madVR can do this on a PC, so it's "possible". But my point is this is what the UHD Blu-ray players will have to do standard, in order to work on non HDR displays.

Though I was sort of disappointed to see that there are no settings in the Samsung player to control this. Maybe it will be possible to spoof WCG support (but not HDR) with the integral and then I can try a Rec.2020 profile on my RS4910.
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Old 02-01-2016, 01:53 PM
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According to my inside source WCG WILL be handled separately than HDR in UHD Blu-ray players. But it still sounds like the player is going to decide what it should or shouldn't put out based on the EDID info, which could lead to frustrations. I would rather the player had something built into the output setup that you can say yes or no to HDR since even though we have some projectors that support it, I'm not sure if I'll actually want it in the long run given the limitations. Guess we're all in a wait and see pattern for a bit.
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Old 02-01-2016, 02:52 PM
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madVR can do this on a PC, so it's "possible". But my point is this is what the UHD Blu-ray players will have to do standard, in order to work on non HDR displays.

Though I was sort of disappointed to see that there are no settings in the Samsung player to control this. Maybe it will be possible to spoof WCG support (but not HDR) with the integral and then I can try a Rec.2020 profile on my RS4910.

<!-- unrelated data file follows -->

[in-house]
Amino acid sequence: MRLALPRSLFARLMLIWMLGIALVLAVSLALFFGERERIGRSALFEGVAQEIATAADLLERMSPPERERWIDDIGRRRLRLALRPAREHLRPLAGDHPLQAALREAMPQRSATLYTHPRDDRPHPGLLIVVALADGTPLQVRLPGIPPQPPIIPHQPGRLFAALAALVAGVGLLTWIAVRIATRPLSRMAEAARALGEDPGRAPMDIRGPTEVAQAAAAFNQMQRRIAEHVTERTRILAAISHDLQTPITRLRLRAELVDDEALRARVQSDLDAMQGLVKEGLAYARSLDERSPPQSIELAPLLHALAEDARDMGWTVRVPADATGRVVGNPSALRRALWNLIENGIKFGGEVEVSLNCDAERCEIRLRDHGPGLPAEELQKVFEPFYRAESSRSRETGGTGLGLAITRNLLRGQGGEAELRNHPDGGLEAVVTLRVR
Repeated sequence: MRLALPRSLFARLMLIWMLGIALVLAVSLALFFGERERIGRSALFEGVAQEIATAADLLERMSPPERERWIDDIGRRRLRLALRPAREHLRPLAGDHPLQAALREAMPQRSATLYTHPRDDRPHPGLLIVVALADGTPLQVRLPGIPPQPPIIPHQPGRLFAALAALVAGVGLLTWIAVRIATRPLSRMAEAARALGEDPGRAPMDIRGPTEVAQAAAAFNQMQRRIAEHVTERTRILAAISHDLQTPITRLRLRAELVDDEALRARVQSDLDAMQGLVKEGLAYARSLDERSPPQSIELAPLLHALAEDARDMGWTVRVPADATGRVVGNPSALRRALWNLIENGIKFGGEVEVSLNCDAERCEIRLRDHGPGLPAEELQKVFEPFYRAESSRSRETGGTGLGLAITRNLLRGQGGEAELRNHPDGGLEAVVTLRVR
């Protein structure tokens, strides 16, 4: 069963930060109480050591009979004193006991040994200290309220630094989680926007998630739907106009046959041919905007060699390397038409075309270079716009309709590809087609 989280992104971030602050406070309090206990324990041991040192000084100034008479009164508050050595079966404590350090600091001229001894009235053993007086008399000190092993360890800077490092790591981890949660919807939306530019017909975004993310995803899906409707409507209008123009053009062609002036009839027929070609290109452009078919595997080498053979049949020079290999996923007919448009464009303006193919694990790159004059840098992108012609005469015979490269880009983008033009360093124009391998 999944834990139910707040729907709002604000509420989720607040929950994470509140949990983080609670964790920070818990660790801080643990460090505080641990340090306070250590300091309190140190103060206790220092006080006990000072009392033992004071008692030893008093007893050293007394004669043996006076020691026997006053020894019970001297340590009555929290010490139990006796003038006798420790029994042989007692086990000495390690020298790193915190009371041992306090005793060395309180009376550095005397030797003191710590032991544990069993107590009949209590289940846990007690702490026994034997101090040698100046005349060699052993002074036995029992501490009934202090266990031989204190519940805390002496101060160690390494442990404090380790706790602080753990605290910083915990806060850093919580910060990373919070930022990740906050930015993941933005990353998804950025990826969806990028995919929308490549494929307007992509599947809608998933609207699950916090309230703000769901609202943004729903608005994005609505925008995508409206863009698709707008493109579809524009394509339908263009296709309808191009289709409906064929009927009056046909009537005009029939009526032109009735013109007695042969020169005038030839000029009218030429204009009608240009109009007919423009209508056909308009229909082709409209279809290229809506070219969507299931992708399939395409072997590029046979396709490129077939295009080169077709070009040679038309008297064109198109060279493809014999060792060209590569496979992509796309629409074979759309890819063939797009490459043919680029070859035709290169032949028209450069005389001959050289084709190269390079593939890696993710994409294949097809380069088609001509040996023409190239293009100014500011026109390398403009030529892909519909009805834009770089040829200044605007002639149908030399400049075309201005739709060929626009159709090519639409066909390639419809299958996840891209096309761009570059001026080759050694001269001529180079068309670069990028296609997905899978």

I'm extremely skeptical that automated down-conversion from HDR/2020 to SDR/709 will produce results as good as a regular 1080p SDR disc. Those discs are custom tuned and mastered by a human for every scene to make them look as good as possible on older displays. I think these new 4K HDR discs are going to be of little benefit on older displays for anything but resolution. Resolution by itself will not be a huge improvement because of typical viewing distance/screen-size and because many of the discs don't start from true 4K source material anyway. Maybe we'll get a slight reduction in banding on discs that weren't compressed well.

Since I don't have any HDR displays, I will wait for some blind testing results before spending more money replacing my 1080p Blurays.
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Old 02-01-2016, 03:01 PM